The Masked Writer

Pop Fiction

KNOWING the literary game today is understanding that many of the best new writers circulating through the internet use pen names. A reaction to Cancel Culture? Possibly.

Judging by their work, we believe several of these little-known scribblers have the potential to become outstanding. To be part of the kind of real literary revival we seek. Time will tell if their potential becomes reality.

Our task as a literary project is to promote writing talent wherever we find it. For our new feature we present a short story, “The Prop Comic” by Bud E. Ice, which provides attributes of accomplished fiction: atmosphere, character, drama– and palpable tension. A story about a trip to a comedy club which becomes more a view of the defeated, the desperate, and, maybe, the insane. A quick glimpse at the underside of contemporary society. Read the tale and see. You won’t be disappointed.

Deep down this guy knew that the show was sorry and meaningless and full of a variety of wannabes, including himself. How could he be excited? The crowd wasn’t even excited. The fact that they were really trying to pull off a Vegas-like atmosphere, and were getting nowhere close, gave me second hand embarrassment. 

1-man-in-the-iron-mask

****

ON OTHER FRONTS, check out our second “Pop Quiz” Q & A, this one with Angelo Lorenzo.

ALSO, see the latest performance at our Open Mic“I Comfort Crow Jane” by renowned poet Joel Allegretti, who’s written a Halloween story we’ll be featuring at New Pop Lit in a few weeks.

Three terrific story writers. A preview of many things which will be happening at this site.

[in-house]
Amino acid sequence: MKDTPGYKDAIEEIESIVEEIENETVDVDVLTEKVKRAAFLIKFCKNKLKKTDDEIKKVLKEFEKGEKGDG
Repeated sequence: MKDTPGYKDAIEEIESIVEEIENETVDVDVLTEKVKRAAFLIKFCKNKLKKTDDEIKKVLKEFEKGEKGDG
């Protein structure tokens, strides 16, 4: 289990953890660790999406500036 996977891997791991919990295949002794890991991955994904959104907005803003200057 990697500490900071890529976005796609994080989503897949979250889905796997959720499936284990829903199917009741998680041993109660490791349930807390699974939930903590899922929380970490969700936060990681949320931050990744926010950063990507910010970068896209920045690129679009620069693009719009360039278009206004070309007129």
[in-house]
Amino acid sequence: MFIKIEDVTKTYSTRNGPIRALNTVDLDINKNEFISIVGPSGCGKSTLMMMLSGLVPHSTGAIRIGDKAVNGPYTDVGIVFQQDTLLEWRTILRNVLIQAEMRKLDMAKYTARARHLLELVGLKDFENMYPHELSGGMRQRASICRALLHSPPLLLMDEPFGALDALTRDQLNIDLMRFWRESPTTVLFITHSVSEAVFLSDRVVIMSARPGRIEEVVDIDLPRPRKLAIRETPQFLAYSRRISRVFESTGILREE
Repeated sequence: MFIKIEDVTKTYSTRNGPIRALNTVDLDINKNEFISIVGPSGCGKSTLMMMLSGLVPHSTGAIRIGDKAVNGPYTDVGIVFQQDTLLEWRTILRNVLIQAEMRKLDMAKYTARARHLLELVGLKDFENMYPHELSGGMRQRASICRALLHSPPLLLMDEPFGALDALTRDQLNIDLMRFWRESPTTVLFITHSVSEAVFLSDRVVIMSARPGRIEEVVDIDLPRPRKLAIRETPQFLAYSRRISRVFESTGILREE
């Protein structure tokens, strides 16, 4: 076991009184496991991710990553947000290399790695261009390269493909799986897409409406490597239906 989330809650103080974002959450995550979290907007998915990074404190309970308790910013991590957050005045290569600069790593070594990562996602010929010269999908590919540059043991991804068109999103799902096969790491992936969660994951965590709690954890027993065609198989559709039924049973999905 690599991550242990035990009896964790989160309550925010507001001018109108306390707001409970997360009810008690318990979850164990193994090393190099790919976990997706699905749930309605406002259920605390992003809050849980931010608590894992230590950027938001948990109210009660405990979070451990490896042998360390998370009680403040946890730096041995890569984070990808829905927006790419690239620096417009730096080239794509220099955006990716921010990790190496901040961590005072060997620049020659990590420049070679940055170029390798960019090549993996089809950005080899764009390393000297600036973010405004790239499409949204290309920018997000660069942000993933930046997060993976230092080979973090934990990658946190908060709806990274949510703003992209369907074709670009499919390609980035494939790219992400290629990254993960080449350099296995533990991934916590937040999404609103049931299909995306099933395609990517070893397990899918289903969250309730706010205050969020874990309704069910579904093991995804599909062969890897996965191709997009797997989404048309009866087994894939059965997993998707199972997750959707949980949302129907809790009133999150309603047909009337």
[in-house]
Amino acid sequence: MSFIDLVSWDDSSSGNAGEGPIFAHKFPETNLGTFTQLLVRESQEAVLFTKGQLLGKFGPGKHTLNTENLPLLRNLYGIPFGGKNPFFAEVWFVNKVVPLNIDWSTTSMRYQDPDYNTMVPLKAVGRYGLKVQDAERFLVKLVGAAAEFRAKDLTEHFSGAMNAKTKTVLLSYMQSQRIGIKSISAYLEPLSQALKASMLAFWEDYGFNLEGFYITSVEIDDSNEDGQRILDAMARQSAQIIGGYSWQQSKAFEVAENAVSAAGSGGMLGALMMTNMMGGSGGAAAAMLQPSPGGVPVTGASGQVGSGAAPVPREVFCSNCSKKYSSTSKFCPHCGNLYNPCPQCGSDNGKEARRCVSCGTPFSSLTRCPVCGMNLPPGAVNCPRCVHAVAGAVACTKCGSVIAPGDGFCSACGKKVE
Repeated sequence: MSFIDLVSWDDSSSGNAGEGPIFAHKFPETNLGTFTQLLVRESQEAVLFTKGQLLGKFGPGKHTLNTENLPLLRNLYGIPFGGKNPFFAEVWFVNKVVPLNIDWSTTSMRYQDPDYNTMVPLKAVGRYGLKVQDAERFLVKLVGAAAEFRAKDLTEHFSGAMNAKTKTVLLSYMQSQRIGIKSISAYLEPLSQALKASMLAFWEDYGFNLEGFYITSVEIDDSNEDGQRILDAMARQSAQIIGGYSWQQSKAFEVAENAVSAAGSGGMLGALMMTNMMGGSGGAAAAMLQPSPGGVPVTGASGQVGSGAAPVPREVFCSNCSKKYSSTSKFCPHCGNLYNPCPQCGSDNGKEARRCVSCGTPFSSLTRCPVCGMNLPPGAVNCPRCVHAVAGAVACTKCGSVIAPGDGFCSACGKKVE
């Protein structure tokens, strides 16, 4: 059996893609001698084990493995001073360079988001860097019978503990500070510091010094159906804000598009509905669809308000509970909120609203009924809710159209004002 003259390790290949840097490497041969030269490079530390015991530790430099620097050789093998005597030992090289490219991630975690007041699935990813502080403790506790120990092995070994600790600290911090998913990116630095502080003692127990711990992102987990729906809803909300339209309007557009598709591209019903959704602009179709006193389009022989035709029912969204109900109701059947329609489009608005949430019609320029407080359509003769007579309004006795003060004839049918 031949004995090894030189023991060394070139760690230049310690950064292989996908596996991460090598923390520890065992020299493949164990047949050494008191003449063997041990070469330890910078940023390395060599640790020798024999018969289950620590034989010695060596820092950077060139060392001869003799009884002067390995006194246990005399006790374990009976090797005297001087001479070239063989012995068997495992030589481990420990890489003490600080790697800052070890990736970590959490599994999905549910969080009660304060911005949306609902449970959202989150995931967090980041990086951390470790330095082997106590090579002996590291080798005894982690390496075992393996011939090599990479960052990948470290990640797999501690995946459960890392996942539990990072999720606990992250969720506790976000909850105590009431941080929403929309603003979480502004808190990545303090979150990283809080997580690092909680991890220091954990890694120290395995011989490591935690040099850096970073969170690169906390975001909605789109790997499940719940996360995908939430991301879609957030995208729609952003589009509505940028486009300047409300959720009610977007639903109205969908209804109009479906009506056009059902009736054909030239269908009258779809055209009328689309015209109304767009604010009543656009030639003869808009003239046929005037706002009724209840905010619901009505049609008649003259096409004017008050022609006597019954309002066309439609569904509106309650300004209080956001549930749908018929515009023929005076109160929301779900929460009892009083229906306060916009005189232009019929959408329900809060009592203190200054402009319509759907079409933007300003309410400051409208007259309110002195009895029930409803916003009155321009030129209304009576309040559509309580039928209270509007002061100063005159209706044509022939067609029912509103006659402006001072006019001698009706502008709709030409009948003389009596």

Short Sharp Fiction

Pop Lit Fiction

AS WE WAIT to introduce to the world in one month the innovation we call the 3D Short Story, we have a couple fictional works to present first. (As well as several new poems.) The two fictional works are different from the norm– in keeping with our 2019 mission to present new experiences to New Pop Lit readers.

The first of the two stories, by talented story writer Sophie Kearing, is “This Is.” We hope you enjoy it.

Every time she thinks about me, the skeletal digits of an invisible hand squeeze all the comfort from me like juice from a lemon. The hand keeps me firmly planted in the darkness, unable to reach any of the good feelings.

****
ALSO, we have a new post at our NPL News blog about the aforementioned 3D Story– and whether critics of all varieties will be ready for it. Is literary change upon us? Maybe!

*******

(Public domain art c/o stockfreeimages.com.)

Edgy Fiction

Pop Lit Fiction

TODAY we feature tough new fiction looking at the punk rock scene in New York City during a period when the monster metropolis itself was uber-tough– “Raga Punk Rock” by E.H. Davis.

The author describes the story as “a portrait of a recognizable character from the 70’s punk rock scene in New York City. My intention was to explore the Zeitgeist of angst that drove the youth of that period to a slow slide into alienation and suicide.”

Suffice it to say it’s an excellent story, with a New York vibe– we both loved it, including the ending. You’ll want to read it.

Shivering in a thin, parachute-silk jacket, collar up, red beret atop his curly mane, twenty-five-year-old Angelo streaked south on Manhattan’s Fifth Avenue, swerving around the puddles in his high lace-up boots, eyes downcast, alert for anything of value on the abandoned streets.

George_Bellows_-_New_York (1)****